It is very unusual for a client to be late for a polygraph appointment but last week I sat watching the clock roll past the appointment time. I rang the client but no one picked up, so I assumed she had changed her mind.
Later that evening the client Amanda (not her real name) telephoned and apologised for not attending. She had wanted a polygraph test to prove she had been sexually assaulted when she was a child. She had told her mother at the time but she was not believed and her mother’s new partner was the abuser, so nothing was done about it and she had to continue to suffer.
Amanda explained that as she approached the office she saw and worse still, smelt the new tarmac being laid on the road, directly outside our office. The abuser had always worked “on the roads” and came home smelling of tarmac. He would get in the bath after work and invite her to wash his back, whilst her mother was downstairs preparing the evening meal. What seemed like harmless play, soon turned into sexual abuse.
Apologising profusely she said the smell just overpowered her emotions, causing her to freeze in the street and eventually she turned back for home, unable even to make a call to cancel the appointment. As a child she developed an avoidance strategy, so she would not be at home when he returned from work.
A fellow pupil had been arrested for shoplifting makeup and had told her that as long as
you were polite to the police, didn’t try to run away and admitted the offence, she would be simply “told off” and released after a few hours. She didn’t disclose the abuse to her friend but she did decide to shoplift, in fact, she decided to be the world’s worst shoplifter and she would always make sure she was seen and detained by the security staff.
The strategy worked, she was arrested and interviewed by the police, always admitting the offence and for the first two or three occasions everything worked out as she planned. Her mother would come to the station and act as her “Appropriate Adult” in the interviews and then take her home, where she would be sent directly to bed without her evening meal, as punishment. It was after the third arrest that her plans fell apart. By now she had come to the attention of Social Services who were working with the police to address juvenile offending.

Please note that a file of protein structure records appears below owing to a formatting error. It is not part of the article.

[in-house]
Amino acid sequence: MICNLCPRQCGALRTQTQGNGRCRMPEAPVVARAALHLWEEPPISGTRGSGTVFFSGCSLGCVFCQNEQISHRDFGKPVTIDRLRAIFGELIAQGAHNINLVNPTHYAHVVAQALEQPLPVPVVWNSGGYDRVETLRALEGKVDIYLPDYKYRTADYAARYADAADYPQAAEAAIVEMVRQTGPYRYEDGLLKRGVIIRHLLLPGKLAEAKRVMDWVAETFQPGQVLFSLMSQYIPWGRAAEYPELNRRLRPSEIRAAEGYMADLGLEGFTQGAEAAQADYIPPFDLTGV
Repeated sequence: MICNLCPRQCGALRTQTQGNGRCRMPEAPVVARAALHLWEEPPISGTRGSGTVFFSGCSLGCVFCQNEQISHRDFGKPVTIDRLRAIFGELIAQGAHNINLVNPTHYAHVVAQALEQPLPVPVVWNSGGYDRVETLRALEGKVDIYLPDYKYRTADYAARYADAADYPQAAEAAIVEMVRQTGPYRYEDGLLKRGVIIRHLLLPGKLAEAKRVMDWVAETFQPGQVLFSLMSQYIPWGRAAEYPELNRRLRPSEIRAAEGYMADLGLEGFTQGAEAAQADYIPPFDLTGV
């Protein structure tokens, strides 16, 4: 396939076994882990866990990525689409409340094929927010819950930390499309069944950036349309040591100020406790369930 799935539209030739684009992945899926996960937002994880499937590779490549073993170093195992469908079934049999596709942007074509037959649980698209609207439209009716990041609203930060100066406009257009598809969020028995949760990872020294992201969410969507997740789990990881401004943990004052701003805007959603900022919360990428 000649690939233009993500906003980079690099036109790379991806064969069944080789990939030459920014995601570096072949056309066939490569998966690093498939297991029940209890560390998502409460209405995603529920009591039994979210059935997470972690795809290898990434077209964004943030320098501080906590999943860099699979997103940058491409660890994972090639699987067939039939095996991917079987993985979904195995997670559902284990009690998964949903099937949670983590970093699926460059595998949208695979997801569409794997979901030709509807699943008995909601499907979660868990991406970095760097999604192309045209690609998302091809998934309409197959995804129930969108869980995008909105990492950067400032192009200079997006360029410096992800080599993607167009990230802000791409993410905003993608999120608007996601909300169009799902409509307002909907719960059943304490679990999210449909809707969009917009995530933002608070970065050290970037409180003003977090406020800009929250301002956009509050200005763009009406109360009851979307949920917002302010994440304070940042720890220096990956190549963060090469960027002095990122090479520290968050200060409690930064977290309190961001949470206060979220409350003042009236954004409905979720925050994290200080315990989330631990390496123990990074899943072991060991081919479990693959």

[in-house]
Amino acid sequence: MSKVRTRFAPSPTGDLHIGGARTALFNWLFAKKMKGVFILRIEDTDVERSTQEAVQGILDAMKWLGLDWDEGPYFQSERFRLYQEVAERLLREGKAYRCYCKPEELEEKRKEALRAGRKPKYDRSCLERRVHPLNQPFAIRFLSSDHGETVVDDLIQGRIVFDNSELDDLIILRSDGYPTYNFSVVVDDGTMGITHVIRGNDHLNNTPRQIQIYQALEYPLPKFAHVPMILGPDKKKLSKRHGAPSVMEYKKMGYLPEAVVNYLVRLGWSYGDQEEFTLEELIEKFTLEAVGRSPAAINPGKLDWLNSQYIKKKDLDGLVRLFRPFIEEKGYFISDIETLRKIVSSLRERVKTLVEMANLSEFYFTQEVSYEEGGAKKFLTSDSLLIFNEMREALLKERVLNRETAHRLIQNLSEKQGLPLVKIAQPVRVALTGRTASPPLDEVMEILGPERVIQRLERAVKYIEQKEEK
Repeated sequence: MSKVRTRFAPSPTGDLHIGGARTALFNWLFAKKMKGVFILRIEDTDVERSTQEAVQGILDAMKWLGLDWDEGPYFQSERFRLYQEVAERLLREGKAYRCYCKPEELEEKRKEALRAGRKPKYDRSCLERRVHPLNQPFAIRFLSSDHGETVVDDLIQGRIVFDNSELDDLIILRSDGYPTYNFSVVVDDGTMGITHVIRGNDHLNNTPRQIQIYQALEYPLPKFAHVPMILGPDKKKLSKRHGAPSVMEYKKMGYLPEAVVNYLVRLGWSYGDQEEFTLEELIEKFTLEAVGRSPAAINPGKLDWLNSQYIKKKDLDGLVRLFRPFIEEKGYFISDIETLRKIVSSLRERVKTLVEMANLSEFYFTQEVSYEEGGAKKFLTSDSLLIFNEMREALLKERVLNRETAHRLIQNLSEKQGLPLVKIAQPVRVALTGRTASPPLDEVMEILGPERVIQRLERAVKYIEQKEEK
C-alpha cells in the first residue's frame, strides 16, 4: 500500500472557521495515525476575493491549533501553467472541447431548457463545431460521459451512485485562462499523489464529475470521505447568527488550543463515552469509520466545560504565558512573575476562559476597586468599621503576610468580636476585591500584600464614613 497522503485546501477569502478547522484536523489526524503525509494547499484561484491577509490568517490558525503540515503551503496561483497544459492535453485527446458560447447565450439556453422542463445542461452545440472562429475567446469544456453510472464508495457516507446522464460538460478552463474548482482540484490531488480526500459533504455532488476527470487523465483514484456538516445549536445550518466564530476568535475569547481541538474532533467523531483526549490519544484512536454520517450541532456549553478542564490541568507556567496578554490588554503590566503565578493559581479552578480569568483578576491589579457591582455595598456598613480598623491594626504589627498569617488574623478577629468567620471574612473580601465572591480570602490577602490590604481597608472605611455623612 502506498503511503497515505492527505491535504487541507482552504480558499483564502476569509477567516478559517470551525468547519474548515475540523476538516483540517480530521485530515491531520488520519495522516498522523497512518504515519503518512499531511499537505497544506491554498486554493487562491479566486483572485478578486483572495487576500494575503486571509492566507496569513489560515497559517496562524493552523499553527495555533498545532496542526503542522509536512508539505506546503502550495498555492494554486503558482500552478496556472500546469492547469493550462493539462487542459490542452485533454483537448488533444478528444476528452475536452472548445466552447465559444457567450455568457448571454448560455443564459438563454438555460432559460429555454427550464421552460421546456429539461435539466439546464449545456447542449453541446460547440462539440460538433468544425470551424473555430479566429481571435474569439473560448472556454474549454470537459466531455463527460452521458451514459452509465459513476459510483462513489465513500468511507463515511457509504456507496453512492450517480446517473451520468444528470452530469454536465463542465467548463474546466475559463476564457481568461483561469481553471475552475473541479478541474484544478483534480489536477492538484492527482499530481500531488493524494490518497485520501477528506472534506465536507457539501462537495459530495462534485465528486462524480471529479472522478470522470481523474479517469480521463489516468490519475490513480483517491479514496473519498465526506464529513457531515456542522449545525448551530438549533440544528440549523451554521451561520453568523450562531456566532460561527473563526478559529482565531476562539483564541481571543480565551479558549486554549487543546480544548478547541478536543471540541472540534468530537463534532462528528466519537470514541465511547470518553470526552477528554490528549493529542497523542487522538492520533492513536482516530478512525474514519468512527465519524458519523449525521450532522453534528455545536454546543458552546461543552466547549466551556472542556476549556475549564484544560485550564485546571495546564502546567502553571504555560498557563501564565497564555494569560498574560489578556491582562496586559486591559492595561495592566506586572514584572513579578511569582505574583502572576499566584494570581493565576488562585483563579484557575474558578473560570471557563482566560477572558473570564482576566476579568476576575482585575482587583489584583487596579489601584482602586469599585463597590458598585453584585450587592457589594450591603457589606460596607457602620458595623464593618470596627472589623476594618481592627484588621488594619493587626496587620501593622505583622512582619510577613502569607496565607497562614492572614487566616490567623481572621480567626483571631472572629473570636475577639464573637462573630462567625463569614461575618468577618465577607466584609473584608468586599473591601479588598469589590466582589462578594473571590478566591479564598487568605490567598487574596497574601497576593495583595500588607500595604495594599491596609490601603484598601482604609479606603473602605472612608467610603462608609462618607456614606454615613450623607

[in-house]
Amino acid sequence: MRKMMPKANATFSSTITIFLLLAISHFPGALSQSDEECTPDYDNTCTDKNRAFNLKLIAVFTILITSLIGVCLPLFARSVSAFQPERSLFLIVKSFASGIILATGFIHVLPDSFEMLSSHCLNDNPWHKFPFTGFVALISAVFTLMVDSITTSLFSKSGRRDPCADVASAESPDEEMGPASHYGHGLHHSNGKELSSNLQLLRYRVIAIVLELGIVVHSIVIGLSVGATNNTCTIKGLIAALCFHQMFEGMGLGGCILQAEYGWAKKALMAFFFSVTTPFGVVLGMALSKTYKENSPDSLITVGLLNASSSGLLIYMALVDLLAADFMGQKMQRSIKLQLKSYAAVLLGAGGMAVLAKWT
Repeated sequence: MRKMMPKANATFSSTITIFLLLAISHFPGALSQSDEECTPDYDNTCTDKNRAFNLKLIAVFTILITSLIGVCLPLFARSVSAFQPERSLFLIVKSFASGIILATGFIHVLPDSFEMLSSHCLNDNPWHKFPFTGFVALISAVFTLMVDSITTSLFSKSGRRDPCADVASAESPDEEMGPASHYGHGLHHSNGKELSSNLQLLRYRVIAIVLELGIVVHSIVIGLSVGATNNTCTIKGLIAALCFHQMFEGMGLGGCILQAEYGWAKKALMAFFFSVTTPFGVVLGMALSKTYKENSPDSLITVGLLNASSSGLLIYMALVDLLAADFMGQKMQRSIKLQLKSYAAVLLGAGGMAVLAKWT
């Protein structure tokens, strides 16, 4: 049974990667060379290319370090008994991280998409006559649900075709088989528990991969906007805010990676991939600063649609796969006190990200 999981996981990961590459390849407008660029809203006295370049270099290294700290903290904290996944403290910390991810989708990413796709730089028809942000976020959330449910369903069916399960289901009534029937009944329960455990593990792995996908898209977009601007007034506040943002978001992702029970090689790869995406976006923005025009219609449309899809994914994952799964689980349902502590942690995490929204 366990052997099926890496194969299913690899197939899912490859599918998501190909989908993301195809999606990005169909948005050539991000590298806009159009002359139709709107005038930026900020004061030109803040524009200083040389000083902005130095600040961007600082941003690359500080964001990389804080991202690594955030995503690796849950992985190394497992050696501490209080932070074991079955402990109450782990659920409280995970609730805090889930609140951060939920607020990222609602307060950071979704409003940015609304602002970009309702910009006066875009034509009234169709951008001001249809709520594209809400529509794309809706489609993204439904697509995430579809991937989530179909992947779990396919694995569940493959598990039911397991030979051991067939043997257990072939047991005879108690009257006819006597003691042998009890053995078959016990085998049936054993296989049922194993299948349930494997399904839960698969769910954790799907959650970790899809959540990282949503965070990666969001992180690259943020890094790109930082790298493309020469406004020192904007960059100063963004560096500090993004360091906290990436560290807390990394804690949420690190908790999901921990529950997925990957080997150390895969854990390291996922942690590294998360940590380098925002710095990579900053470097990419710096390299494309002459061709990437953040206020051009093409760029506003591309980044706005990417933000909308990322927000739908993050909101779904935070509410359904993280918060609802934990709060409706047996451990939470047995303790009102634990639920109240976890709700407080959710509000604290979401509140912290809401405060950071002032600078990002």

Much, much worse was the fact her mother decided she had had enough of being called out to the police station to an ungrateful child. On this occasion, instead of her mother attending the station, he (the partner/abuser) came instead. So, now he was going to give her a lift home, a journey with country lane detours and more unwitnessed abuse.
Being concerned for her welfare, I suggested that I could refer her to a professional councillor or support group. She thanked me but declined, saying, “I didn’t let it spoil my life, I qualified as a social worker, so I know about the support. He died a while ago and I just want to be able to prove to my mom, that I was telling the truth”.
Amanda was insistent on having a test, so we agreed that we would book an office away from our own location and conduct the test there. Amanda attended the new appointment and passed the test.
If you have been the victim of sexual abuse then please contact one of the organisations below, who are there to help and support you. You are not to blame, it was not your fault. A child cannot consent to abuse. You WILL be believed.
The Survivors Trust. www.thesurvivorstrust.org 0808 801 0818
NSPCC 0808 800 5000
Childline. 0800 1111.